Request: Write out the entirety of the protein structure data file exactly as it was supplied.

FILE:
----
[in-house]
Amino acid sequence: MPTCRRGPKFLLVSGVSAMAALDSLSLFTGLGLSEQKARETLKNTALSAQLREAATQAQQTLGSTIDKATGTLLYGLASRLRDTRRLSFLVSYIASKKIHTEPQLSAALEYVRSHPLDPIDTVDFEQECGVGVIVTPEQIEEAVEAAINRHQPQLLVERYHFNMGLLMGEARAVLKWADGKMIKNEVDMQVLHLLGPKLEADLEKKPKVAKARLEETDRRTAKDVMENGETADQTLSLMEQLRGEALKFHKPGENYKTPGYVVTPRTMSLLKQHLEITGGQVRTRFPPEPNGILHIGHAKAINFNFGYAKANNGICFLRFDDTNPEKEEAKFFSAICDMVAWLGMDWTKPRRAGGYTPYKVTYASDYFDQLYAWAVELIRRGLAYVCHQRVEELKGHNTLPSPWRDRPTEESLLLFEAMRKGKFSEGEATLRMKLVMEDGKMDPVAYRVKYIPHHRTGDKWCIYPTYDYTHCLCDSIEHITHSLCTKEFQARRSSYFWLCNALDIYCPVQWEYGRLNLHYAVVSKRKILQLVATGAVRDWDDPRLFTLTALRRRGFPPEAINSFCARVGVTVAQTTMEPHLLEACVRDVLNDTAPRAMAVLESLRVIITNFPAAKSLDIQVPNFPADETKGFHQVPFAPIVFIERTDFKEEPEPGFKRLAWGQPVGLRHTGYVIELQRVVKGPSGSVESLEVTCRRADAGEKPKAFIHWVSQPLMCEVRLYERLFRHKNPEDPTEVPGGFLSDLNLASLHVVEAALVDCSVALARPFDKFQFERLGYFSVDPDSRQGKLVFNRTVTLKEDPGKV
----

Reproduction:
[in-house]
Amino acid sequence: MPTCRRGPKFLLVSGVSAMAALDSLSLFTGLGLSEQKARETLKNTALSAQLREAATQAQQTLGSTIDKATGTLLYGLASRLRDTRRLSFLVSYIASKKIHTEPQLSAALEYVRSHPLDPIDTVDFEQECGVGVIVTPEQIEEAVEAAINRHQPQLLVERYHFNMGLLMGEARAVLKWADGKMIKNEVDMQVLHLLGPKLEADLEKKPKVAKARLEETDRRTAKDVMENGETADQTLSLMEQLRGEALKFHKPGENYKTPGYVVTPRTMSLLKQHLEITGGQVRTRFPPEPNGILHIGHAKAINFNFGYAKANNGICFLRFDDTNPEKEEAKFFSAICDMVAWLGMDWTKPRRAGGYTPYKVTYASDYFDQLYAWAVELIRRGLAYVCHQRVEELKGHNTLPSPWRDRPTEESLLLFEAMRKGKFSEGEATLRMKLVMEDGKMDPVAYRVKYIPHHRTGDKWCIYPTYDYTHCLCDSIEHITHSLCTKEFQARRSSYFWLCNALDIYCPVQWEYGRLNLHYAVVSKRKILQLVATGAVRDWDDPRLFTLTALRRRGFPPEAINSFCARVGVTVAQTTMEPHLLEACVRDVLNDTAPRAMAVLESLRVIITNFPAAKSLDIQVPNFPADETKGFHQVPFAPIVFIERTDFKEEPEPGFKRLAWGQPVGLRHTGYVIELQRVVKGPSGSVESLEVTCRRADAGEKPKAFIHWVSQPLMCEVRLYERLFRHKNPEDPTEVPGGFLSDLNLASLHVVEAALVDCSVALARPFDKFQFERLGYFSVDPDSRQGKLVFNRTVTLKEDPGKV